Serial Redemptions (Wasting-Away Freezes)

Serial Redemptions

The serial redemption strategy, sometimes referred to as a wasting-away freeze, occurs when a company redeems a certain amount of frozen shares owned by a shareholder on a periodic basis. One of the main benefits of this approach is that it reduces, or “wastes away”, the ultimate value of the shareholder’s frozen shares. In most estate freezes, the shareholder of the frozen shares receives income through dividends. However, when a waste away freeze is used, cash flow to the shareholder is created through the redemption of shares.

From a tax perspective, the redemption gives rise to a deemed dividend and a return of paid-up capital for tax purposes. To the extent that the redemption amount exceeds the paid-up capital of the redeemed shares, there will be a deemed dividend to the shareholder. The tax rate on this deemed dividend will depend on whether the dividend paid is classified as eligible or non-eligible. The tax rate on dividends varies by province, but in Ontario the top marginal tax rate in 2014 on a non-eligible dividend is 40.13% and on an eligible dividend it is 33.82%. The paid-up capital will be received tax-free by the shareholder.

As each redemption takes place, the shareholder receives dividend income and owns fewer frozen shares with a lower fair market value. This in turn results in lower taxes payable on the deemed disposition at death.

By way of example, let’s assume a shareholder has undertaken an estate freeze and holds $1 million of frozen preferred shares with a 5% dividend rate. As a result, that shareholder will receive a $50,000 taxable dividend annually, and will ultimately have a $1 million capital gain on death (assuming the shares have no adjusted cost base (“ACB”)). In contrast, the serial redemption strategy would cause the corporation to redeem $50,000 of shares each year. The shareholder would still have a $50,000 of taxable dividend income each year, but after 5 years the fair market value of the remaining shares would be $750,000 and the future capital gain will have been reduced by $250,000.

When Does This Strategy Make Sense?

1. When a shareholder needs income from a corporation, but wants to reduce or eliminate the tax liability arising with respect to the shares on death and start shifting equity in the corporation to the common shareholders, typically his/her children.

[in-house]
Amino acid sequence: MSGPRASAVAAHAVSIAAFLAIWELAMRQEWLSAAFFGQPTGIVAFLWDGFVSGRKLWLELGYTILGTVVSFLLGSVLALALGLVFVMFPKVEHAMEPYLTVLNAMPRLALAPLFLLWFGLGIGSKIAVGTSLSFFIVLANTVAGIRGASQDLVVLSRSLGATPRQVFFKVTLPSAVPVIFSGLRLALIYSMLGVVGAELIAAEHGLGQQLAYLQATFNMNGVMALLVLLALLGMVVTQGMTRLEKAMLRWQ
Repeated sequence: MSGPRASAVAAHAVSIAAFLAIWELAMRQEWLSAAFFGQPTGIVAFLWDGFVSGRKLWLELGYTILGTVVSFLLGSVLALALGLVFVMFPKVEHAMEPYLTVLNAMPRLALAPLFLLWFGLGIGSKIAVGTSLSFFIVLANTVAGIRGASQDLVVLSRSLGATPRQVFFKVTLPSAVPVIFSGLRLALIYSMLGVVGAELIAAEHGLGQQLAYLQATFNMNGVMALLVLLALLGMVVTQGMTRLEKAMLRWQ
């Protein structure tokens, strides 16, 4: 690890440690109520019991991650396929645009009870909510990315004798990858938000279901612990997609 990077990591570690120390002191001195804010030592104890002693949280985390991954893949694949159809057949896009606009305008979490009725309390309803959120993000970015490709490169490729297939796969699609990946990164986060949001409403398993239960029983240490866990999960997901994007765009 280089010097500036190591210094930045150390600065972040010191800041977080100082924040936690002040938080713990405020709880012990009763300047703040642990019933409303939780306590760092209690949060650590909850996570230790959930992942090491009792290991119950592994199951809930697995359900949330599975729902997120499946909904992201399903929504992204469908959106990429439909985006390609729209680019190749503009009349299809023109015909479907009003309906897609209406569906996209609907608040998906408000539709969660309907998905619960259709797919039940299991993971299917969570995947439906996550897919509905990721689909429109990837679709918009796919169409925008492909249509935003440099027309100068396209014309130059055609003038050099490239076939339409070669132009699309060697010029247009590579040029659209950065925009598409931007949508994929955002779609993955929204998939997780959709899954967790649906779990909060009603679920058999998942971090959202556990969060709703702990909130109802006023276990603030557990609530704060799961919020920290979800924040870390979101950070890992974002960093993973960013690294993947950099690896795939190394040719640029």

2. Where it is used as a part of RDTOH (Refundable Dividend Tax on Hand) planning. RDTOH is an account of refundable tax paid by a private corporate on its investment and dividend income. This refundable tax account is repaid to the corporation when a taxable dividend is paid to a shareholder. The rate of repayment is a $1 dividend refund for every $3 taxable dividend paid out. It is common to do corporate planning so as to ensure that the RDTOH account is extinguished (or at least diminished) each year. With the higher dividend tax rates on non-eligible dividends even the use of RDTOH planning may be reduced, and result in funds being retained inside the company.

When Does This Strategy Not Make Sense?

1. This strategy may not make sense where is no RDTOH and no CDA in the company and dividends do not otherwise need to be paid out of the company, or are not otherwise required by the shareholder. This is because the waste away freeze creates a pre-payment of tax (unless the company has investment income) that would have otherwise been deferred until death and been taxed at a potentially a higher rate. Specifically, this strategy results in paying tax on a dividend  at higher rate than the capital gains tax rate, which would otherwise apply when the shares are sold or deemed to be disposed at the death of the shareholder. Given that the preferred shares are fixed in value and the tax liability is frozen, an unnecessary waste-away freeze results in an acceleration of the tax liability and the loss of the time-value of that money in the family's hands. The question becomes whether there is a better and more tax-efficient means to deal with these shares, such as using life insurance proceeds to redeem the shares at death.

2. When the shareholder will have a continuing need for income from the corporation, the redemption strategy would ultimately erode the capital base of the shareholder and his/her subsequent access to dividends, unless the shareholder was included as a beneficiary of the trust and can access dividends and capital through the trust.

Things To Consider

Before creating a waste-away freeze, the shareholder should consider:

  • Whether he or she might have a need for the share capital in the future, and how such capital will be accessed, such as through a trust.
  • Whether there is a desire to potentially start relinquishing control of the corporation (if the shares are voting shares).
  • Whether there is a strategy which might allow a retention of control under these circumstances (such as issuing a separate class of voting shares).
  • Whether the shareholder needs to retain some taxable income until death, in order to utilize tax credits including those related to medical expenses or charitable donations, and how such income will be realized, such as through a trust. 
  • Whether the use of corporate-owned life insurance as a method to defer tax (or possibly eliminate tax, depending upon the circumstances) is a better overall strategy for the family. This would include consideration of whether the shareholder is insurable.